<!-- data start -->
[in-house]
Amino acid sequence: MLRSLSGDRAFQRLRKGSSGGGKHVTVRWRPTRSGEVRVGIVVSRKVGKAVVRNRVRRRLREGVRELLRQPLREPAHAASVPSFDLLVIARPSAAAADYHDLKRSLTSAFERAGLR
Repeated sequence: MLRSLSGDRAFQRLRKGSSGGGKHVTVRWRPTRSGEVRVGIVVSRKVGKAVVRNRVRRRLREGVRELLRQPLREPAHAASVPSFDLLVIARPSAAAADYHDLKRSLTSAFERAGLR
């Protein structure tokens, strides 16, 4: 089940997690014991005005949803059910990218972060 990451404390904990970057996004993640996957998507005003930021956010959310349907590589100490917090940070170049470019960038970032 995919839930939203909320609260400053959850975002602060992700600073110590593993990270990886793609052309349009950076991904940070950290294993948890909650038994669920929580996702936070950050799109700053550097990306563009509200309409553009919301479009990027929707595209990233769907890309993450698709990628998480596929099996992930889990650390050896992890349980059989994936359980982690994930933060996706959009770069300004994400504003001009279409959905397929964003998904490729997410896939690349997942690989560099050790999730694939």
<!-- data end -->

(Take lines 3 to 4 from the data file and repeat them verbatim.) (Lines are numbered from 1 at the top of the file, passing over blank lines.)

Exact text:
Repeated sequence: MLRSLSGDRAFQRLRKGSSGGGKHVTVRWRPTRSGEVRVGIVVSRKVGKAVVRNRVRRRLREGVRELLRQPLREPAHAASVPSFDLLVIARPSAAAADYHDLKRSLTSAFERAGLR
């Protein structure tokens, strides 16, 4: 089940997690014991005005949803059910990218972060 990451404390904990970057996004993640996957998507005003930021956010959310349907590589100490917090940070170049470019960038970032 995919839930939203909320609260400053959850975002602060992700600073110590593993990270990886793609052309349009950076991904940070950290294993948890909650038994669920929580996702936070950050799109700053550097990306563009509200309409553009919301479009990027929707595209990233769907890309993450698709990628998480596929099996992930889990650390050896992890349980059989994936359980982690994930933060996706959009770069300004994400504003001009279409959905397929964003998904490729997410896939690349997942690989560099050790999730694939």